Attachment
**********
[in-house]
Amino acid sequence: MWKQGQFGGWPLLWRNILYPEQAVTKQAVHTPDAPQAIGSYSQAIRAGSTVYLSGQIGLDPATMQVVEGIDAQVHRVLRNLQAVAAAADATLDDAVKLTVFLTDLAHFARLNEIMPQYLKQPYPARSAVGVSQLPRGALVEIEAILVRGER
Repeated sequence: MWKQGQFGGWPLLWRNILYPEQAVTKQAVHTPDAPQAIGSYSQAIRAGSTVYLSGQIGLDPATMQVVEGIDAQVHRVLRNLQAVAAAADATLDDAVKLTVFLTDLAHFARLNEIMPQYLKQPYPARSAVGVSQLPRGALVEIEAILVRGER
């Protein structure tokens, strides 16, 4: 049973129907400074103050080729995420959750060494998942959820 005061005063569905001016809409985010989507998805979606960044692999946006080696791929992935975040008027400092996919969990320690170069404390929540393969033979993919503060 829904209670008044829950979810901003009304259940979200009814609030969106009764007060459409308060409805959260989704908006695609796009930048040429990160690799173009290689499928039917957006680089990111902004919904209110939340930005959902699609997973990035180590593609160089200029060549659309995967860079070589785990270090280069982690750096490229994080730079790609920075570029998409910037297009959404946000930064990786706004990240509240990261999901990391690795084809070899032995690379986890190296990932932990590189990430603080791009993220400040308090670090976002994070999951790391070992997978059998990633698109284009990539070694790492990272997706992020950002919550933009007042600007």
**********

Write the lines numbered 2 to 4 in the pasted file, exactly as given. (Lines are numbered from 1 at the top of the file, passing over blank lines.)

Amino acid sequence: MWKQGQFGGWPLLWRNILYPEQAVTKQAVHTPDAPQAIGSYSQAIRAGSTVYLSGQIGLDPATMQVVEGIDAQVHRVLRNLQAVAAAADATLDDAVKLTVFLTDLAHFARLNEIMPQYLKQPYPARSAVGVSQLPRGALVEIEAILVRGER
Repeated sequence: MWKQGQFGGWPLLWRNILYPEQAVTKQAVHTPDAPQAIGSYSQAIRAGSTVYLSGQIGLDPATMQVVEGIDAQVHRVLRNLQAVAAAADATLDDAVKLTVFLTDLAHFARLNEIMPQYLKQPYPARSAVGVSQLPRGALVEIEAILVRGER
């Protein structure tokens, strides 16, 4: 049973129907400074103050080729995420959750060494998942959820 005061005063569905001016809409985010989507998805979606960044692999946006080696791929992935975040008027400092996919969990320690170069404390929540393969033979993919503060 829904209670008044829950979810901003009304259940979200009814609030969106009764007060459409308060409805959260989704908006695609796009930048040429990160690799173009290689499928039917957006680089990111902004919904209110939340930005959902699609997973990035180590593609160089200029060549659309995967860079070589785990270090280069982690750096490229994080730079790609920075570029998409910037297009959404946000930064990786706004990240509240990261999901990391690795084809070899032995690379986890190296990932932990590189990430603080791009993220400040308090670090976002994070999951790391070992997978059998990633698109284009990539070694790492990272997706992020950002919550933009007042600007």